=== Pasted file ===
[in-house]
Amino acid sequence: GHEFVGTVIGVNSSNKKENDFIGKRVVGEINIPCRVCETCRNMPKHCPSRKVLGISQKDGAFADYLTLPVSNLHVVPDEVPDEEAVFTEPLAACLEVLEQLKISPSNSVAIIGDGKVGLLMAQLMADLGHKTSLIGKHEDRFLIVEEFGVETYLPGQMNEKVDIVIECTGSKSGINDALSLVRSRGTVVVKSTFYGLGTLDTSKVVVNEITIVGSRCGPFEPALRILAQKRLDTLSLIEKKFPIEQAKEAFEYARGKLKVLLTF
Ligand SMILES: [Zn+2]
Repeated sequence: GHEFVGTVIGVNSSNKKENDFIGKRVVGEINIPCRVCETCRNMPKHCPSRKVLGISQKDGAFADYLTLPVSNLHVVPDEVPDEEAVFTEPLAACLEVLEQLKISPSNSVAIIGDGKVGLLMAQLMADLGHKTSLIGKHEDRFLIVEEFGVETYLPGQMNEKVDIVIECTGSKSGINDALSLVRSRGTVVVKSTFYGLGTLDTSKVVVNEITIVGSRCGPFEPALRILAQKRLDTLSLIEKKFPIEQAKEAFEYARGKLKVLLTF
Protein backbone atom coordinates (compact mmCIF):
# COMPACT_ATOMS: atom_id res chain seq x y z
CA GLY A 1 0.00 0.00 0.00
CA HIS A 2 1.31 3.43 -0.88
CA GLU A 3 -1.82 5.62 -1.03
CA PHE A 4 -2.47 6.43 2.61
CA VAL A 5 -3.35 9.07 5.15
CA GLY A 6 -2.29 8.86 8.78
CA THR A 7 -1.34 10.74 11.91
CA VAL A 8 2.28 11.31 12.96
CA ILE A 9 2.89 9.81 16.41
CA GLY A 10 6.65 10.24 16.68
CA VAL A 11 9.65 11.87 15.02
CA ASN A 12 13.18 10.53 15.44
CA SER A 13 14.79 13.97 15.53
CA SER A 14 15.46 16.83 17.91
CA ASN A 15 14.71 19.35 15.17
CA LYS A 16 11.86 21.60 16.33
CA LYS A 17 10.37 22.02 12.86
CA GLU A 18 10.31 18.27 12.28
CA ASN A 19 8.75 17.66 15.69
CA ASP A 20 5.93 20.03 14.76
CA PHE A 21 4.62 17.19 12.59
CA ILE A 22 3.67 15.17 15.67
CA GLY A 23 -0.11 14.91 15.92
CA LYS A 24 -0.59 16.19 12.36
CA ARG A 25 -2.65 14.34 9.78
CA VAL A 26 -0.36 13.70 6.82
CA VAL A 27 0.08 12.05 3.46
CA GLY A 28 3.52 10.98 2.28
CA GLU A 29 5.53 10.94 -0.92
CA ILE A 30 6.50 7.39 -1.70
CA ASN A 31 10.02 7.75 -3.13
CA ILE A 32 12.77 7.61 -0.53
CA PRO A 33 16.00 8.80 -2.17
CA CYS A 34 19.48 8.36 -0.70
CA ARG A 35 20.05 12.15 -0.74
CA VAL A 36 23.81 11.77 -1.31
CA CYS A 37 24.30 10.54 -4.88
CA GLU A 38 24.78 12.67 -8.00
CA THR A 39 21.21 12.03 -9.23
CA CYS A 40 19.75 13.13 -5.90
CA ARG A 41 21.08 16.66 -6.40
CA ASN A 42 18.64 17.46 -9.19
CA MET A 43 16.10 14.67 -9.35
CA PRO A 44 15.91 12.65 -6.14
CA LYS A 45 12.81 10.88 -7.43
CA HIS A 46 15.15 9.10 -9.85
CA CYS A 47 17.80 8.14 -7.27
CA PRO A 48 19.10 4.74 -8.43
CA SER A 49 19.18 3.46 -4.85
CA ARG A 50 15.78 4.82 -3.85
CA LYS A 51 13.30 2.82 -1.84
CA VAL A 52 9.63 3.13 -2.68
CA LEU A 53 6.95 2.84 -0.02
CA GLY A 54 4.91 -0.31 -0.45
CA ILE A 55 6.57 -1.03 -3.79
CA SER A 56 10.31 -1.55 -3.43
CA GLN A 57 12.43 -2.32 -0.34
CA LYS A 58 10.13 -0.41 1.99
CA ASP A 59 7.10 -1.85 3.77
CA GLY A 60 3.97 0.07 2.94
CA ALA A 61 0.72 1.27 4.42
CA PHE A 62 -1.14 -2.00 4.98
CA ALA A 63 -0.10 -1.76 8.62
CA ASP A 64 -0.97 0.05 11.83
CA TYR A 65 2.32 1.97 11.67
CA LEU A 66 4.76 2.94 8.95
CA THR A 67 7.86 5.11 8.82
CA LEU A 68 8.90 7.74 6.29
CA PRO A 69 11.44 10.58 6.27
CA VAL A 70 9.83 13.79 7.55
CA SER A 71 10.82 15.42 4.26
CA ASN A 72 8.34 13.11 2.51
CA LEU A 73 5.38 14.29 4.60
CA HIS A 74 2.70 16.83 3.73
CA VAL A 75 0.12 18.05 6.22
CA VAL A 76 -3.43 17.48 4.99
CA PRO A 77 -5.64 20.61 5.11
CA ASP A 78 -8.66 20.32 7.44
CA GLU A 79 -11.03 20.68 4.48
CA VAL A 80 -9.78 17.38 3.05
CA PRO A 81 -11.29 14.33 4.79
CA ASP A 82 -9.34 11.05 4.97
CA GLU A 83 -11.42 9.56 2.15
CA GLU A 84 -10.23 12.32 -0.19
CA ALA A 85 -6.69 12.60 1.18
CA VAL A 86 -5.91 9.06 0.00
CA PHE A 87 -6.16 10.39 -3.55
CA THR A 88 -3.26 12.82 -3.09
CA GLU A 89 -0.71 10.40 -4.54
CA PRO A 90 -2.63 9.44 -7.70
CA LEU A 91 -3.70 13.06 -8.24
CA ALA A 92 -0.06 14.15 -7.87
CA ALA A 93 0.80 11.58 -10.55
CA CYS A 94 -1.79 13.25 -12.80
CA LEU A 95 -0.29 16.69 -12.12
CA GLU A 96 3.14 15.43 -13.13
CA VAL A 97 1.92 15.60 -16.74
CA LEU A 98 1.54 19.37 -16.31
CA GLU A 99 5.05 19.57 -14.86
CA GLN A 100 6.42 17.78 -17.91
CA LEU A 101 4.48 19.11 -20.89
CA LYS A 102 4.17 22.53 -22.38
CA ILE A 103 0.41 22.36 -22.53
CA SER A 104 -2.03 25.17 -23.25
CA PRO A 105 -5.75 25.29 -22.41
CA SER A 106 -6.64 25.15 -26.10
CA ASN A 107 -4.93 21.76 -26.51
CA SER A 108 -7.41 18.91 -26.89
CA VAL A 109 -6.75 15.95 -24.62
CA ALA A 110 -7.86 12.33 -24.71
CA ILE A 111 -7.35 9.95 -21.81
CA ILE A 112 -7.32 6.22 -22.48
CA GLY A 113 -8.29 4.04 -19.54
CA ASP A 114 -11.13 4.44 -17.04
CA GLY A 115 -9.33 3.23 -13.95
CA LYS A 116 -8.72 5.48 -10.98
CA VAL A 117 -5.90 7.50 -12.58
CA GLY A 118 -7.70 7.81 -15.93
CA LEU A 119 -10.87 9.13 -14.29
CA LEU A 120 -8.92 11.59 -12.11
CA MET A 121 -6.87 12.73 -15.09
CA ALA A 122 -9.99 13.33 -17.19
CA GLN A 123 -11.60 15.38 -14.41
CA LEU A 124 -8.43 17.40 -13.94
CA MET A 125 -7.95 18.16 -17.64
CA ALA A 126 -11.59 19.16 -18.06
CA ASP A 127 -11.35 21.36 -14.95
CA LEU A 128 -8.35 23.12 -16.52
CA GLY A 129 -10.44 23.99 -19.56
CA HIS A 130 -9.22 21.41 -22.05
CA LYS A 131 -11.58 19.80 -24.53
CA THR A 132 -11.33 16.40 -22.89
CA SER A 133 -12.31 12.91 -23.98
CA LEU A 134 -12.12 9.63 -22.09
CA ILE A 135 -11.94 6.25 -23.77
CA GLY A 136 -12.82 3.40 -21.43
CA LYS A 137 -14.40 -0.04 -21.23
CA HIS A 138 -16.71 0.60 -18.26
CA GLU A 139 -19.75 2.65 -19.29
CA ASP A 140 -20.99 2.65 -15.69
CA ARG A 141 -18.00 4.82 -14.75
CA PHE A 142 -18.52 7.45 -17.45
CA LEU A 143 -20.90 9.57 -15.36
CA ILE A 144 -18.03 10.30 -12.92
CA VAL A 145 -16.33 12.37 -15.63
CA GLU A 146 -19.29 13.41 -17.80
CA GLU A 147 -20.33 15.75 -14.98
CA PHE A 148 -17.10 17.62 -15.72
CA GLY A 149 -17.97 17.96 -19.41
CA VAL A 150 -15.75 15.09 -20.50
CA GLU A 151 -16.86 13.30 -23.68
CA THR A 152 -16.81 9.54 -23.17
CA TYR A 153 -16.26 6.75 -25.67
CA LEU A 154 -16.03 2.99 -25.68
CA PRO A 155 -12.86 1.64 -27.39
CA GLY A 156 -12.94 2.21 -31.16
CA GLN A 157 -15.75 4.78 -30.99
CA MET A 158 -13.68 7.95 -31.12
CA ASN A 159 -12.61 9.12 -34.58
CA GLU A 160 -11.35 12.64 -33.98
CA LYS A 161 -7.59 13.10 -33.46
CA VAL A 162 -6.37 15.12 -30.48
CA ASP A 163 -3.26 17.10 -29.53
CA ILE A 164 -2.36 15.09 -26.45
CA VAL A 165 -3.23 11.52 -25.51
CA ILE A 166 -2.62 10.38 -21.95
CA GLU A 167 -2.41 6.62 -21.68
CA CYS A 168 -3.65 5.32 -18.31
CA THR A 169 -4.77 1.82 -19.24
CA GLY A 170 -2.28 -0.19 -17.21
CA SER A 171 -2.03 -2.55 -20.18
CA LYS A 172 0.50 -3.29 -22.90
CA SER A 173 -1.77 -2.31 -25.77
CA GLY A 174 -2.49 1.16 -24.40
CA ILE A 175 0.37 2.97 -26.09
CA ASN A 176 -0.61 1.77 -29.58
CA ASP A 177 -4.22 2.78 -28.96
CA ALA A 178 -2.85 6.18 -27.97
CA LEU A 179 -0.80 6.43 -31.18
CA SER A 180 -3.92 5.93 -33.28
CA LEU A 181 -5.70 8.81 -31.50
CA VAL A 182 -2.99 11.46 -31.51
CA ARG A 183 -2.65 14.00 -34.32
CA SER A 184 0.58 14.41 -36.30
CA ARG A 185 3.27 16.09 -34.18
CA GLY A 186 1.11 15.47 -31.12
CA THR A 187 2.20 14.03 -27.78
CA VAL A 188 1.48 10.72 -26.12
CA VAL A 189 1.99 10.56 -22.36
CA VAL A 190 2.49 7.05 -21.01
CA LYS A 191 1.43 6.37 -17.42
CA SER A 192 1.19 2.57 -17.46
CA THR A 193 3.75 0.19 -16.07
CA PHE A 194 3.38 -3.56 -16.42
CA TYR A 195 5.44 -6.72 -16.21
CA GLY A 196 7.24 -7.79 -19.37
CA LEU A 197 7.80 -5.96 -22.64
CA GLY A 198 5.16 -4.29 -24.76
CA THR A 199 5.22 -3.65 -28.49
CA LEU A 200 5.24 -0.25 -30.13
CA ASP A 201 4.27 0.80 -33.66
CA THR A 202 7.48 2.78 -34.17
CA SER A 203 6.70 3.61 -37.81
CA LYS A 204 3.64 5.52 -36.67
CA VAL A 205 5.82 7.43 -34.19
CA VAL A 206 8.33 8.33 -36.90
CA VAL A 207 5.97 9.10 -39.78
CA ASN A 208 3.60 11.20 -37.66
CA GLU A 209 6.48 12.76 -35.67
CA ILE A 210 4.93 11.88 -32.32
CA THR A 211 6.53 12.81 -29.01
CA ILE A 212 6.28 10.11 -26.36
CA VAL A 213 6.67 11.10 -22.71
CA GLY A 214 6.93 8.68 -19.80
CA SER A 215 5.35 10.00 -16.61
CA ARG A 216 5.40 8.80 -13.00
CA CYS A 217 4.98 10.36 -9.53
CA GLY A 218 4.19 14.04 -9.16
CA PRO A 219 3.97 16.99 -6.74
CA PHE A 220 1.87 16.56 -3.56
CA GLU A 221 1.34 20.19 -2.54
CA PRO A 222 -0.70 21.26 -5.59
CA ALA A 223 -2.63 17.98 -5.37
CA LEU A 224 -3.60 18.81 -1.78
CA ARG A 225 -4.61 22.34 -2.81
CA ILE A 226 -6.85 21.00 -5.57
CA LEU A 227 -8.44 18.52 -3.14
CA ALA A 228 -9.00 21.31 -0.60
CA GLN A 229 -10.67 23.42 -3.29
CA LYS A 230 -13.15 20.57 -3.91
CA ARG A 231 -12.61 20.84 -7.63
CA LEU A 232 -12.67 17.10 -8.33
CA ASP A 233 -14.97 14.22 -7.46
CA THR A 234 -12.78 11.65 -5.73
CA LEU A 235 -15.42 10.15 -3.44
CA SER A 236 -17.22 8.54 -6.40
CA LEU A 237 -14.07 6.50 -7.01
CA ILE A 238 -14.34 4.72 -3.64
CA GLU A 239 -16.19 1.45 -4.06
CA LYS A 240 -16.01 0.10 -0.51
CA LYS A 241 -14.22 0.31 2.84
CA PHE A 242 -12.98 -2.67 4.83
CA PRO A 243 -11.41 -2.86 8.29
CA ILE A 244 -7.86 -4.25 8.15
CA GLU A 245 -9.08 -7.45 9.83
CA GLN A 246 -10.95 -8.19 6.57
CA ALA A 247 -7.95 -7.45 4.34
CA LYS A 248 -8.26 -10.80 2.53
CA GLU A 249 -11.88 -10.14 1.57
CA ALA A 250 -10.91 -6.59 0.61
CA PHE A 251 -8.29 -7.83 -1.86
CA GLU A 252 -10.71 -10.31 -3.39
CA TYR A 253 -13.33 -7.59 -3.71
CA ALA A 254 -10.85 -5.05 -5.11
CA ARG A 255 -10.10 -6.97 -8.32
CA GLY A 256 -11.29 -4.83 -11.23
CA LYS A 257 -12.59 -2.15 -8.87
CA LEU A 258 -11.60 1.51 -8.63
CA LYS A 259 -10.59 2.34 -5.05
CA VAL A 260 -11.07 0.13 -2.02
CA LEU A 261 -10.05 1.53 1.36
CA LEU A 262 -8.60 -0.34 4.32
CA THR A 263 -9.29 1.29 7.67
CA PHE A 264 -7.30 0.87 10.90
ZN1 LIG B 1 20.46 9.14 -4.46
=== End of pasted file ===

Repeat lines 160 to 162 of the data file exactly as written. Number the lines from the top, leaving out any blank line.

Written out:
CA LEU A 154 -16.03 2.99 -25.68
CA PRO A 155 -12.86 1.64 -27.39
CA GLY A 156 -12.94 2.21 -31.16